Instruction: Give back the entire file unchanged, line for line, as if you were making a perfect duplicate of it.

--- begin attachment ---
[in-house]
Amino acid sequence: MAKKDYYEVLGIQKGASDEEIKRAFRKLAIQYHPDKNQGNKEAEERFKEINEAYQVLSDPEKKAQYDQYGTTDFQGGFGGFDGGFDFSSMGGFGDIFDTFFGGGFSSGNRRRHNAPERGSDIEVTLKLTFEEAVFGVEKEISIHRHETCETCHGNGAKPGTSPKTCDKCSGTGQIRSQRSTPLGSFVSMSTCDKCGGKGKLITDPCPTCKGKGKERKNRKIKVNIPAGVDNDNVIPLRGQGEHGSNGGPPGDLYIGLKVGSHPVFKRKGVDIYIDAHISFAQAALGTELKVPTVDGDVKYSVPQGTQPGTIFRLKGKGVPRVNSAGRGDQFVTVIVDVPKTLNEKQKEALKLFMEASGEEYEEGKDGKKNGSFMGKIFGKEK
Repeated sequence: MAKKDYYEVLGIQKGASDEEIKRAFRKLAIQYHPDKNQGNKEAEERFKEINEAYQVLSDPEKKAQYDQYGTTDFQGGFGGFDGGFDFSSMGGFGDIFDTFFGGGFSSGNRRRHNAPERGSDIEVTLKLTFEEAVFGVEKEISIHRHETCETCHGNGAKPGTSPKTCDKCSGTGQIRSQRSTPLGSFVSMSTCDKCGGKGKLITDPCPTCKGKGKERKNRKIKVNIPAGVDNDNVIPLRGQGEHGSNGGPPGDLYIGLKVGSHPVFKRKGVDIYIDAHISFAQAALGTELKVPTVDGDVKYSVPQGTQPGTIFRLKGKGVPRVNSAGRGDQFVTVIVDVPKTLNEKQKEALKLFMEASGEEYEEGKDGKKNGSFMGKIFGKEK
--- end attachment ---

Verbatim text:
[in-house]
Amino acid sequence: MAKKDYYEVLGIQKGASDEEIKRAFRKLAIQYHPDKNQGNKEAEERFKEINEAYQVLSDPEKKAQYDQYGTTDFQGGFGGFDGGFDFSSMGGFGDIFDTFFGGGFSSGNRRRHNAPERGSDIEVTLKLTFEEAVFGVEKEISIHRHETCETCHGNGAKPGTSPKTCDKCSGTGQIRSQRSTPLGSFVSMSTCDKCGGKGKLITDPCPTCKGKGKERKNRKIKVNIPAGVDNDNVIPLRGQGEHGSNGGPPGDLYIGLKVGSHPVFKRKGVDIYIDAHISFAQAALGTELKVPTVDGDVKYSVPQGTQPGTIFRLKGKGVPRVNSAGRGDQFVTVIVDVPKTLNEKQKEALKLFMEASGEEYEEGKDGKKNGSFMGKIFGKEK
Repeated sequence: MAKKDYYEVLGIQKGASDEEIKRAFRKLAIQYHPDKNQGNKEAEERFKEINEAYQVLSDPEKKAQYDQYGTTDFQGGFGGFDGGFDFSSMGGFGDIFDTFFGGGFSSGNRRRHNAPERGSDIEVTLKLTFEEAVFGVEKEISIHRHETCETCHGNGAKPGTSPKTCDKCSGTGQIRSQRSTPLGSFVSMSTCDKCGGKGKLITDPCPTCKGKGKERKNRKIKVNIPAGVDNDNVIPLRGQGEHGSNGGPPGDLYIGLKVGSHPVFKRKGVDIYIDAHISFAQAALGTELKVPTVDGDVKYSVPQGTQPGTIFRLKGKGVPRVNSAGRGDQFVTVIVDVPKTLNEKQKEALKLFMEASGEEYEEGKDGKKNGSFMGKIFGKEK